Arthroscopic Surgery Post-Operative Information
Use of Your Arm and Recovery After:
- Rotator Cuff Repair/Debridement or Labral Repair: You may use your arm for light activities of daily living as long as you keep the elbow on your operated arm within two inches of your body. This will prevent you from tearing your repair due to contracting the repaired or trimmed supraspinatus or biceps/labral muscle and tendon. Thus you may bend and extend your elbow, use your hand and wrist and rotate your arm inward and outward. You may remove your sling and shoulder immobilizer. Your arm may swing normally next to your body when you walk, as long as you do not use your shoulder muscles to lift your elbow away from your body. Full recovery after rotator cuff repair usually takes four to nine months. Full recovery after labral repair usually takes six months. Your allowed activities will be gradually increased during this time.
- Acromioplasty. Distal Clavicectomy, Loose Body Removal, Biceps Debridement, Labral Debridement: You may use your arm for light activities of daily living as tolerated. Full recovery usually occurs a few months after surgery. Your allowed activities will gradually be increased during this time.
You should not drive before your first post-operative visit.
You will have two to five roughly 1-centimeter arthroscopic punctures and no incision. The post-surgical dressing will be moist or wet and may appear bloody on the night of surgery, as the fluid used to inflate your shoulder seeps out tinged with blood. Do not worry that you are bleeding excessively unless the dressing becomes saturated with bright red blood. In 17 years of practice I have never had this occur to an arthroscopic shoulder patient. On the first day after surgery, remove the dressing after hand washing. Usually you may apply a simple band-aid to each puncture. If one or more of the punctures is still draining, apply sterile gauze with tape until it stops. You may shower on the second day after surgery and should re-apply band-aids afterwards.
You will probably have hydrocodone with acetaminophen. If you are allergic, you will have another medicine. Take these as per the instructions on the bottle as needed. Do not take aspirin, ibuprofen (Advil), or glucosamine after surgery without discussing it first with Dr Prodromos, as these medications may slow healing. You may apply crushed ice as needed in a plastic bag over your dressing.
Swelling after arthroscopic shoulder surgery may be massive. This does not represent bleeding but rather the harmless uptake of the saltwater solution, used to inflate your shoulder, into the fatty tissue under your skin. This swelling will diminish over a few days. Much of it will travel into your upper arm, forearm and hand before disappearing entirely. This is normal and no cause for alarm.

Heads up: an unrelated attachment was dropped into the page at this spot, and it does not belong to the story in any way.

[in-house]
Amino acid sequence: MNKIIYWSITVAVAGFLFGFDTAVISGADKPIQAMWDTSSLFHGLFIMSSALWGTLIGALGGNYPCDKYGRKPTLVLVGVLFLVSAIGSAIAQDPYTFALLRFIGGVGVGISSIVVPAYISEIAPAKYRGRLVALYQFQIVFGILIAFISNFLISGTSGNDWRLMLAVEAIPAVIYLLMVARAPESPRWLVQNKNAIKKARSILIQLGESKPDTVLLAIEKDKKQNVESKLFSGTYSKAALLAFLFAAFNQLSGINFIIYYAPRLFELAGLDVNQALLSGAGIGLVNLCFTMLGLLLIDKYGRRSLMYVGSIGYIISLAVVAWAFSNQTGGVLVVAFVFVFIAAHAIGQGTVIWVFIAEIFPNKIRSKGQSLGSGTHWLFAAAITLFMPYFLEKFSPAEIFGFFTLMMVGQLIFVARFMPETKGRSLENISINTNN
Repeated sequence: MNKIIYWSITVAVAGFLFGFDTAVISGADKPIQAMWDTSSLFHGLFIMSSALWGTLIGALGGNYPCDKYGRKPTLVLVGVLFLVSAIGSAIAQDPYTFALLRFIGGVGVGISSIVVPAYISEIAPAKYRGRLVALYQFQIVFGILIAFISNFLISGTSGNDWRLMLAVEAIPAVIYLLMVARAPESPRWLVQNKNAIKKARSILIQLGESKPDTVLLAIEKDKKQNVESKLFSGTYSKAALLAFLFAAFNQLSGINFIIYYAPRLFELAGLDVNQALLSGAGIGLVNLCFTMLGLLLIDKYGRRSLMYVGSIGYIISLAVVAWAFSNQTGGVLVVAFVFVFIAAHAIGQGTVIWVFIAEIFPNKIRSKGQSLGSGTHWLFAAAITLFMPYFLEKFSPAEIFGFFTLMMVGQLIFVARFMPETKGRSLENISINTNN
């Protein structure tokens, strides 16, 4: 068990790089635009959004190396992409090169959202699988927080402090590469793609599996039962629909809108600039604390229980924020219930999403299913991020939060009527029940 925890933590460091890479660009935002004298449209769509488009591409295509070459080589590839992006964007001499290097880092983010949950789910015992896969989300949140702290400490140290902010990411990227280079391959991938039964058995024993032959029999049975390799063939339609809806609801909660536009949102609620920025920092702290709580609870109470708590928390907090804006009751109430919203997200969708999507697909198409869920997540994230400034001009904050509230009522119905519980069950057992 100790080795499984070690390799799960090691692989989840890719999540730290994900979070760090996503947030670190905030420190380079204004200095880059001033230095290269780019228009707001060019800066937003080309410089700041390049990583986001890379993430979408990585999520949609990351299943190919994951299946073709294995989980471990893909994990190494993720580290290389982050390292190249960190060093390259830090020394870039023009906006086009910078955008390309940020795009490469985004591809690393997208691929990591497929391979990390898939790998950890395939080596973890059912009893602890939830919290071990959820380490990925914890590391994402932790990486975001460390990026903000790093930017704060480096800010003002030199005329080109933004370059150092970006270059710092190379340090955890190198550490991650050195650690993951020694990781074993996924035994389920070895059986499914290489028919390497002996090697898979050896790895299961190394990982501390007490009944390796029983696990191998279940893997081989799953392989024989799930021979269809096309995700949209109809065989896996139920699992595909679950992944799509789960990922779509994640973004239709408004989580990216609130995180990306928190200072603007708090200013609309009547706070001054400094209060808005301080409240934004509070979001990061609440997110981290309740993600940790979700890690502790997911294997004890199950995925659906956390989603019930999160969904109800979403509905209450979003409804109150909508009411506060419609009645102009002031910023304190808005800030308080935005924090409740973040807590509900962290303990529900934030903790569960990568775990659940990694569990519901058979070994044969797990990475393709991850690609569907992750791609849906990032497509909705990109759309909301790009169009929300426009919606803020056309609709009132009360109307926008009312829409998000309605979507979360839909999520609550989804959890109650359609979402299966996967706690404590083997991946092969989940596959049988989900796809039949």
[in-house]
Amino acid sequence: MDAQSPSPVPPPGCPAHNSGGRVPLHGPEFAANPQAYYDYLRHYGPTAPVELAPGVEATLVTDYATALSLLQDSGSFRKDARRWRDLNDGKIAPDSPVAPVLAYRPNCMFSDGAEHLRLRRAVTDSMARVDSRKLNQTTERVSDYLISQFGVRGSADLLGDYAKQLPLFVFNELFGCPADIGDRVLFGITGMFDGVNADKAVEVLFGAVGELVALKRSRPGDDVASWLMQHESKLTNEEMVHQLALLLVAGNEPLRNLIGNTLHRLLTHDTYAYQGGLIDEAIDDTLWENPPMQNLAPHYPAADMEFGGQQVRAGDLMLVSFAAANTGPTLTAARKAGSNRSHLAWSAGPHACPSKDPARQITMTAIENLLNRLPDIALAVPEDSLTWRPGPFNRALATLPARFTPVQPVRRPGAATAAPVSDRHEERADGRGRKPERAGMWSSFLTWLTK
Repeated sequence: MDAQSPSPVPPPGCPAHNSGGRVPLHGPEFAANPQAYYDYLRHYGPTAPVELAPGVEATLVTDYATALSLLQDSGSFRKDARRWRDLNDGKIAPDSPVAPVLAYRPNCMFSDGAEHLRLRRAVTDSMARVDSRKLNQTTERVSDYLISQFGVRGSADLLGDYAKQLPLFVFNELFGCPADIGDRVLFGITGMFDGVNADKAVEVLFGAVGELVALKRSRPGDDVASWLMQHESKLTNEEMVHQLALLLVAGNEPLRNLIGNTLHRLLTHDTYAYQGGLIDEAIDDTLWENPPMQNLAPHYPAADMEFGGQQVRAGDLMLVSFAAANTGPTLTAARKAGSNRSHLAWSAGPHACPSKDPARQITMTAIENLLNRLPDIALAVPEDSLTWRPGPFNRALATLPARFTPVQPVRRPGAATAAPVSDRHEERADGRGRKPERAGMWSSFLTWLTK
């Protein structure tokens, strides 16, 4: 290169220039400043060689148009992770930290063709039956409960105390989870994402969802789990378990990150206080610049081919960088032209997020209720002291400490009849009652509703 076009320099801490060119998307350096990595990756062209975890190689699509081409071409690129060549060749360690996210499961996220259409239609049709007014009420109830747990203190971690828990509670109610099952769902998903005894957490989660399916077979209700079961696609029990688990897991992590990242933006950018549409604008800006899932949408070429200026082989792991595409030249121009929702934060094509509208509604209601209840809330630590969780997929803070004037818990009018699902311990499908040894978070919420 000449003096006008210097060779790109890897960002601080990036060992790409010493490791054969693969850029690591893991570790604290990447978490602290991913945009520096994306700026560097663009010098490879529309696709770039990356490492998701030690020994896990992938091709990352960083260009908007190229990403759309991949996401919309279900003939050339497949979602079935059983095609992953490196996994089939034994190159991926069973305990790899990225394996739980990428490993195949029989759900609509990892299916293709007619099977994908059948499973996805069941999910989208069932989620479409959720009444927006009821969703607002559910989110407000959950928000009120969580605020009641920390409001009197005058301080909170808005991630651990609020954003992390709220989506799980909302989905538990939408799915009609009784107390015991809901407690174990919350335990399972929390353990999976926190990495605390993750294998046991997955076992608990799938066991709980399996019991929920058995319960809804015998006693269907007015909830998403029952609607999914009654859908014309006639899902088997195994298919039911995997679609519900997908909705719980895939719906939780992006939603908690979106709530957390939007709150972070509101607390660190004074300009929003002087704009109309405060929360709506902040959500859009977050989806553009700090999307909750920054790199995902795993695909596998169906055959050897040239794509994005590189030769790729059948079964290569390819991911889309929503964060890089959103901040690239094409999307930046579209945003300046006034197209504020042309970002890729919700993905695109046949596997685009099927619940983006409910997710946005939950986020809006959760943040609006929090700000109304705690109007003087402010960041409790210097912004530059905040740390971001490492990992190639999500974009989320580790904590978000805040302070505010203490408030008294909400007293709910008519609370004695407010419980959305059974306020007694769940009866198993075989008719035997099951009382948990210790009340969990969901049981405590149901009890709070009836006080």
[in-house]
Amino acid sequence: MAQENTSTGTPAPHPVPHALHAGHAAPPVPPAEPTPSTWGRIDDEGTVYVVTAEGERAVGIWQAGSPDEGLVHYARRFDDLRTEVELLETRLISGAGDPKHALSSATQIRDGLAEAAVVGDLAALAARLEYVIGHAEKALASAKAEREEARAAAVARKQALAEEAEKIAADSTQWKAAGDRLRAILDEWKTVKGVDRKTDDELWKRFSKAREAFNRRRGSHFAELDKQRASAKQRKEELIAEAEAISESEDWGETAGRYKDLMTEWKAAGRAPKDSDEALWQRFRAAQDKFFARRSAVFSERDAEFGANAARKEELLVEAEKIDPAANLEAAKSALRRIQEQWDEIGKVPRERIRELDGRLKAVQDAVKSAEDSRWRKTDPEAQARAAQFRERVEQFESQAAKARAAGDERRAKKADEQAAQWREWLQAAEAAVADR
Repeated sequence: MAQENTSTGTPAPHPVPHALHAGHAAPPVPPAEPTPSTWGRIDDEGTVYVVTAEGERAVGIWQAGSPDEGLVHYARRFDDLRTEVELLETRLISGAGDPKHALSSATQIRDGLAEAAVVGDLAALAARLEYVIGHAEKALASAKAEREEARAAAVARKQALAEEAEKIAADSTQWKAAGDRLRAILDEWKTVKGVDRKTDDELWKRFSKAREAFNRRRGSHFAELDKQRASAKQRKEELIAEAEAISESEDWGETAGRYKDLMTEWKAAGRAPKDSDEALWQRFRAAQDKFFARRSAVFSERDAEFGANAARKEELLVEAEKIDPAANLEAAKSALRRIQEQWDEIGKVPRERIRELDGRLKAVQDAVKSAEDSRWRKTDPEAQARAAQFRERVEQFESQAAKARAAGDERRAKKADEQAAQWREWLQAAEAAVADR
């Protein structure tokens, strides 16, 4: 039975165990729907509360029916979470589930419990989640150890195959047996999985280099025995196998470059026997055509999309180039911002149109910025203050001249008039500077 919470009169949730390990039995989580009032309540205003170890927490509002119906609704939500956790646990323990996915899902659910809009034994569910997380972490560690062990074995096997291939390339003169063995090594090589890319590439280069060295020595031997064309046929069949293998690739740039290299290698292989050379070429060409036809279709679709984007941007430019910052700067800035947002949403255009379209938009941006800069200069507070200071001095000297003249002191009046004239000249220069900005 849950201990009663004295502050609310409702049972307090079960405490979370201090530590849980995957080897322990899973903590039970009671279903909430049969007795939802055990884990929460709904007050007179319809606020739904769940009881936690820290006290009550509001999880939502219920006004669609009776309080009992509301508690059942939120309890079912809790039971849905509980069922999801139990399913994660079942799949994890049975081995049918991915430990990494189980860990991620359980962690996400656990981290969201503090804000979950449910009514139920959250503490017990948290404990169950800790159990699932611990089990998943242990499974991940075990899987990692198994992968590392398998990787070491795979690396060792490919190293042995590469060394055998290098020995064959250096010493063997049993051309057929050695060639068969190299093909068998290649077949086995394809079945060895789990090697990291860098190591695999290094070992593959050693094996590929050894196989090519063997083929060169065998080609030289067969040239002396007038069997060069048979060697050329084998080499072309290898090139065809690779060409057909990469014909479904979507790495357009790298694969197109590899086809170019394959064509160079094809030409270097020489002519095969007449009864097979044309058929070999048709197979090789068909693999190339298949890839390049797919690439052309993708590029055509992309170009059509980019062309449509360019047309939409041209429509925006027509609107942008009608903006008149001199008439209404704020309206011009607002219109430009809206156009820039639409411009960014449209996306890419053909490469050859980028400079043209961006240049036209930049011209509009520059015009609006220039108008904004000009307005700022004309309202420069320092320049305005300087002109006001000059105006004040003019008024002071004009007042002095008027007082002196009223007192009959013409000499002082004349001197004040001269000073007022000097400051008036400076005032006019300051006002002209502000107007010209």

You may have had an intra-scalene nerve block before the surgery to relieve post-operative pain. This block may take 24 hours to completely wear off. During this time your arm may feel numb and weak. This is part of the pain relieving effect and is no cause for alarm.
You may eat whatever you wish. Do not push yourself to eat if you feel nauseated. It is important to drink a moderate amount of fluid. Many patients do not have much of an appetite for 24 hours after the surgery. As long as you are consuming fluids (Gatorade, clear non-caffeinated soda, or chicken broth are best) this is not a problem. Your appetite should gradually return.
Call our office to schedule a follow-up appointment about one week after the surgery. The exact timing is not critical, but it should be more than three days, and less than 11 days, after the procedure. We will remove your stitches or staples at that time and review your surgical findings.
Body Temperature – Fevers:
Your normal body temperature of 98.6 degrees may increase normally by one degree in the evening. Thus, a true fever is usually over 100 degrees. Fevers are normal after surgery due to chemicals released by bleeding. Fevers in the first four post-operative days do not indicate the presence of an infection. Fevers over 100 degrees after the first four post-operative days may indicate infection. Infection is exceedingly rare after arthroscopic surgery. If your fever is over 101 degrees, you may wish to take Advil or Tylenol, if you are excessively hot, but in general the Tylenol (acetaminophen) in your pain prescription will provide sufficient temperature control. If your temperature is over 100 degrees on or after the fifth post-operative day, call me.